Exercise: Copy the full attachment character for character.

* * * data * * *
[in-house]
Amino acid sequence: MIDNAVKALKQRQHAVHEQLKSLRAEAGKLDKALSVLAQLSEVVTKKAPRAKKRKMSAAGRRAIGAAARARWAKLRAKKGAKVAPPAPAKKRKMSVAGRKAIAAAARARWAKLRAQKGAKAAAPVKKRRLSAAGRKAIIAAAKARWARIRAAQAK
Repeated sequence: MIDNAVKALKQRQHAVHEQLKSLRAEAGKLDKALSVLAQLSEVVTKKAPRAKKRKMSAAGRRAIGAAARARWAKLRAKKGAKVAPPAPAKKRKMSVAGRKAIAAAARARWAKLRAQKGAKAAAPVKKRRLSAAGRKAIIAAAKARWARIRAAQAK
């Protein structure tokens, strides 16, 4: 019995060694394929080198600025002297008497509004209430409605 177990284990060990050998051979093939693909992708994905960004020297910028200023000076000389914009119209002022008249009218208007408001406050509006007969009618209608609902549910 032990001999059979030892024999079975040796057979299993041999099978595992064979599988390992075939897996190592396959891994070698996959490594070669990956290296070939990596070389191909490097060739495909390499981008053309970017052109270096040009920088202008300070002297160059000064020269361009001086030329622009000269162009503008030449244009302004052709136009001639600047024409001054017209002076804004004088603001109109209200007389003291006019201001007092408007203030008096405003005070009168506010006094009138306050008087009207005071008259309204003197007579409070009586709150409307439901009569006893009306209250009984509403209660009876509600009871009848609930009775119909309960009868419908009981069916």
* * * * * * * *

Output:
[in-house]
Amino acid sequence: MIDNAVKALKQRQHAVHEQLKSLRAEAGKLDKALSVLAQLSEVVTKKAPRAKKRKMSAAGRRAIGAAARARWAKLRAKKGAKVAPPAPAKKRKMSVAGRKAIAAAARARWAKLRAQKGAKAAAPVKKRRLSAAGRKAIIAAAKARWARIRAAQAK
Repeated sequence: MIDNAVKALKQRQHAVHEQLKSLRAEAGKLDKALSVLAQLSEVVTKKAPRAKKRKMSAAGRRAIGAAARARWAKLRAKKGAKVAPPAPAKKRKMSVAGRKAIAAAARARWAKLRAQKGAKAAAPVKKRRLSAAGRKAIIAAAKARWARIRAAQAK
């Protein structure tokens, strides 16, 4: 019995060694394929080198600025002297008497509004209430409605 177990284990060990050998051979093939693909992708994905960004020297910028200023000076000389914009119209002022008249009218208007408001406050509006007969009618209608609902549910 032990001999059979030892024999079975040796057979299993041999099978595992064979599988390992075939897996190592396959891994070698996959490594070669990956290296070939990596070389191909490097060739495909390499981008053309970017052109270096040009920088202008300070002297160059000064020269361009001086030329622009000269162009503008030449244009302004052709136009001639600047024409001054017209002076804004004088603001109109209200007389003291006019201001007092408007203030008096405003005070009168506010006094009138306050008087009207005071008259309204003197007579409070009586709150409307439901009569006893009306209250009984509403209660009876509600009871009848609930009775119909309960009868419908009981069916």